Strained Credulity: The Career Counselor as Parent
by Ellen Weaver Paquette
"Mom, I want to be a television star when I grow up!"
"I'm going to be a vet, but I'm not going to put dogs to sleep."
"What do you mean I can't be a pro football player? Dad, wasn't I good when I played two years ago?
Few parents wish to dampen their child's career aspirations, but too often the initial choices of youngsters are unrealistic. Many potential options are portrayed by media or peers as "desirable" and information to the contrary, however realistic, is seen in a less favorable light. "Cool" is better than mundane at any price. Hence, the conflict between emotion laden career issues and decisions can serve to put a real pressure on the parent as career counselor. This "maelstrom at home", often acerbated by adolescence, can further serve to put pressure on the family unit as conflicting values are examined.
Parents As Observers
For the parent, a look into the rear view mirror may resurrect their own career ideas at a similar age. Reliving the past may produce "what if" statements and unfulfilled dreams of the parent and may serve to overshadow the individuality of the child/young adult living in the fast paced world of here and now. As a parent, the temptation to give advice lurks --often as a safety precaution or warning to the uninitiated. It has been the role of the parent to provide safety and security to their offspring while protecting them from harm until they were old enough to make their own choices. This temptation seems almost too much -- how easy it would be to dictate a choice, but how difficult to limit choices. However, the open response, "just do what makes you happy" is not always useful to a young person considering specific choices. Many look for a few guideposts along the way to happiness, wherever the location.
Often parents do know a great deal about their child's natural talents, if only through watching them for years. This visceral, unscientific method of observation when coupled with good career information may provide insights; the trick is to make these insights palatable to the listener. For children/young adults, doing anything but what their parents do for a living is acceptable. Too long have they heard the roars of discontent, the perceived grievances and the general angst that is commonplace in work related conversations. Today's Millennium generation sees the post industrial world as highly complex, international in scope and offering all the security of walking firmly on receding sand.
Counselors As Theory-based Practitioners
Counselor training prepared the practitioner to function as counselor, including applying knowledge of theory and research to the counseling relationship. Unlike trained counselors, most parent are unable to consider other influences on the career development of the offspring. For example, family values such as achievement, success, money, recognition, gender roles, level of education, socialization, competition, respect, and honor may be further strained by intergenerational acculturation into main stream North American culture. Gysbers, Heppner and Johnston (2003) offer clear insights into five key tenets of Western career guidance which may impact the family unit as future work choices are made. Family economic resources may not be available for all offspring to delay entry into the workplace, certainly not without the accrual of substantial debt for postsecondary training. Traditional rites of passage, such as marriage, maybe considered more important to the family than chasing a fuzzy (and possibly selfish) career dream.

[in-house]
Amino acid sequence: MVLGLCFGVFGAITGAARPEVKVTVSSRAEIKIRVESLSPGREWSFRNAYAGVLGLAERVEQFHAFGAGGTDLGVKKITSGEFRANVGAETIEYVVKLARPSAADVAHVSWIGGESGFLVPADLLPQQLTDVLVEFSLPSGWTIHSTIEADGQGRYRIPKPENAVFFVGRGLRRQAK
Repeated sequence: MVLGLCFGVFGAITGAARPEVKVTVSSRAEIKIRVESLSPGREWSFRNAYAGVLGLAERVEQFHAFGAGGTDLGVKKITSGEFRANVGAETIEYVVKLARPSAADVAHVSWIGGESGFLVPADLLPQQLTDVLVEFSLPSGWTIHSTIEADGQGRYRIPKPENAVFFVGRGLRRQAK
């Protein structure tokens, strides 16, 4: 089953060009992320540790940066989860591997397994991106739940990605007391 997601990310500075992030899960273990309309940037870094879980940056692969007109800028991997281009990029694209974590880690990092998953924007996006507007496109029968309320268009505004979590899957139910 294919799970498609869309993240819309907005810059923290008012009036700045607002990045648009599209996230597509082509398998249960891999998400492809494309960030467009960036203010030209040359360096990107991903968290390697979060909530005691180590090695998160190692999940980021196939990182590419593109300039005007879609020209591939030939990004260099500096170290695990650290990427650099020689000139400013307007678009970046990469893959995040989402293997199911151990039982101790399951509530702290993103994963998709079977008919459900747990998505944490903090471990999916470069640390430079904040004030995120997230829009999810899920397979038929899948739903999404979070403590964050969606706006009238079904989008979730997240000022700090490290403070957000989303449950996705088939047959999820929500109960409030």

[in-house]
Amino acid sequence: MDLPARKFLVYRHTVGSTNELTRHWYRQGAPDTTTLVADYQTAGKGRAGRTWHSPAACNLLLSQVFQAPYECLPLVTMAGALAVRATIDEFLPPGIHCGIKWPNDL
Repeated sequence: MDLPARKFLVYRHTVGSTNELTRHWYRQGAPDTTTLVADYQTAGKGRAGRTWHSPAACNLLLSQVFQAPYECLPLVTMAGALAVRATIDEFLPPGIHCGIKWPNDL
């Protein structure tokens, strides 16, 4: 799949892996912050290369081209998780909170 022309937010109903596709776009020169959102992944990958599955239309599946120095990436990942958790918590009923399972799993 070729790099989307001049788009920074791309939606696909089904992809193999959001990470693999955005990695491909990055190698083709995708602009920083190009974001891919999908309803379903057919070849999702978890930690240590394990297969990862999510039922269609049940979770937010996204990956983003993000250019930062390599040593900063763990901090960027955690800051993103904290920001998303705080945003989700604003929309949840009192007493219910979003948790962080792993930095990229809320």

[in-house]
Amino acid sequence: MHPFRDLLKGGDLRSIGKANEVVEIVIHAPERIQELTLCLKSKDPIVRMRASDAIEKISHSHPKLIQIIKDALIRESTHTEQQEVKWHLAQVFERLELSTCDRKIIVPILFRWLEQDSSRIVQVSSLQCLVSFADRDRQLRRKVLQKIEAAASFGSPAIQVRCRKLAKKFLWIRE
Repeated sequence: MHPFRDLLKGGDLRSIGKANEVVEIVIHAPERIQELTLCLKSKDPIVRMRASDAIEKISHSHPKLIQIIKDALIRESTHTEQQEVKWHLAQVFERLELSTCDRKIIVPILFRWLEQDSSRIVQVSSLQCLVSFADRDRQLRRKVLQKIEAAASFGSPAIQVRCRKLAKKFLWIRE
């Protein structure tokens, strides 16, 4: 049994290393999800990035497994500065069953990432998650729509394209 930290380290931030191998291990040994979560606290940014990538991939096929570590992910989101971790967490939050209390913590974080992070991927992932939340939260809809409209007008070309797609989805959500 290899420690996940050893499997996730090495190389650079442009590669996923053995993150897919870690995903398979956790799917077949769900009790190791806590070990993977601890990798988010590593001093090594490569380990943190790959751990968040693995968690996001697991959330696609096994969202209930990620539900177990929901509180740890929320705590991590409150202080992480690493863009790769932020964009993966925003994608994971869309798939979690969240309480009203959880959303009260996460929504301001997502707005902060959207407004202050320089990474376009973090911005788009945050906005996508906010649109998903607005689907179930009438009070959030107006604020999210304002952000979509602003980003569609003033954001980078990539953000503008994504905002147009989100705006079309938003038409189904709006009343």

Capuzzi and Stauffer (2006) as well as Gysbers, Heppner and Johnston (2003) offer insight into client resistance in career counseling. As many parents will attest to, adolescents experience considerable conflict in establishing their own individuality and are archetypal "resistant clients". Catastrophizing, fear of failure, zeteophobia, personalization and arbitrary interference are but a few areas of resistance that are a challenge to parent and career counselor.
The Dual Role of Parent and Counselor
Awareness of the complexities of the dual role is the first step in navigating this relationship. For the career counselor as parent, offering counsel or simply refuge may be a very important intervention. Providing a "listening post" for children/young adults as they sort out choices, however fanciful, may be a crucial intervention. The counselor as parent might be able to intercede during periods of undecidedness by refocusing upon the strengths and positive attributes of their offspring. Growing up means conquering new territories and establishing new identities which is well worth the journey.
Additional resources for the career counselor as parent include:
Career Coaching Your Kid: Guiding your Child through the Process of Career Development, 2nd. Ed, 2004.
How to Help your Child Land the Right Job Without Being a Pain in the Neck, 1993.
The Kids' College Almanac, 3rd ed. A First look at College, 2005.
Ellen Weaver is the Director of the Career Development Center at Rhode Island College. She is also a Global Career Development Facilitator (GCDF) Master Trainer and Instructor, as well as a Master Career Development Professional (MCDP) and Master Career Counselor (MCC). She can be reached at Email: firstname.lastname@example.org
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